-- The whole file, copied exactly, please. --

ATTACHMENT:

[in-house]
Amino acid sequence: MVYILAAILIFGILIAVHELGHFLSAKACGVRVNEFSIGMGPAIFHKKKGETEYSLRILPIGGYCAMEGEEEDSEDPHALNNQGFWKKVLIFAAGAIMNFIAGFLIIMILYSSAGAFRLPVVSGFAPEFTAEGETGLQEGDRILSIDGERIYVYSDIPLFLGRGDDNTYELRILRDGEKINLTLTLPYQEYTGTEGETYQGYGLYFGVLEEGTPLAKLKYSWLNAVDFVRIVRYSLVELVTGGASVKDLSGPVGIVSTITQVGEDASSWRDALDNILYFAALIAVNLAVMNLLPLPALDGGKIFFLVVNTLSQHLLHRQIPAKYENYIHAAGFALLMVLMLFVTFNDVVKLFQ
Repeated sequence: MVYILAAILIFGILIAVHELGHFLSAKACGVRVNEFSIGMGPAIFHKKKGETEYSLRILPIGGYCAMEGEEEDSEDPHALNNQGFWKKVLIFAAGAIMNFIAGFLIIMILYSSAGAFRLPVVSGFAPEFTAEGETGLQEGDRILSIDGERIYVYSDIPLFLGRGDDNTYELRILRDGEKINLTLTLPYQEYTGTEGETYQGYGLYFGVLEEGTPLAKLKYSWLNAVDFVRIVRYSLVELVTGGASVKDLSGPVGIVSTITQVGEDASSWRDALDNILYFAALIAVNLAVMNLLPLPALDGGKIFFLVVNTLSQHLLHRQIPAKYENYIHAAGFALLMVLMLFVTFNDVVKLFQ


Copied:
[in-house]
Amino acid sequence: MVYILAAILIFGILIAVHELGHFLSAKACGVRVNEFSIGMGPAIFHKKKGETEYSLRILPIGGYCAMEGEEEDSEDPHALNNQGFWKKVLIFAAGAIMNFIAGFLIIMILYSSAGAFRLPVVSGFAPEFTAEGETGLQEGDRILSIDGERIYVYSDIPLFLGRGDDNTYELRILRDGEKINLTLTLPYQEYTGTEGETYQGYGLYFGVLEEGTPLAKLKYSWLNAVDFVRIVRYSLVELVTGGASVKDLSGPVGIVSTITQVGEDASSWRDALDNILYFAALIAVNLAVMNLLPLPALDGGKIFFLVVNTLSQHLLHRQIPAKYENYIHAAGFALLMVLMLFVTFNDVVKLFQ
Repeated sequence: MVYILAAILIFGILIAVHELGHFLSAKACGVRVNEFSIGMGPAIFHKKKGETEYSLRILPIGGYCAMEGEEEDSEDPHALNNQGFWKKVLIFAAGAIMNFIAGFLIIMILYSSAGAFRLPVVSGFAPEFTAEGETGLQEGDRILSIDGERIYVYSDIPLFLGRGDDNTYELRILRDGEKINLTLTLPYQEYTGTEGETYQGYGLYFGVLEEGTPLAKLKYSWLNAVDFVRIVRYSLVELVTGGASVKDLSGPVGIVSTITQVGEDASSWRDALDNILYFAALIAVNLAVMNLLPLPALDGGKIFFLVVNTLSQHLLHRQIPAKYENYIHAAGFALLMVLMLFVTFNDVVKLFQ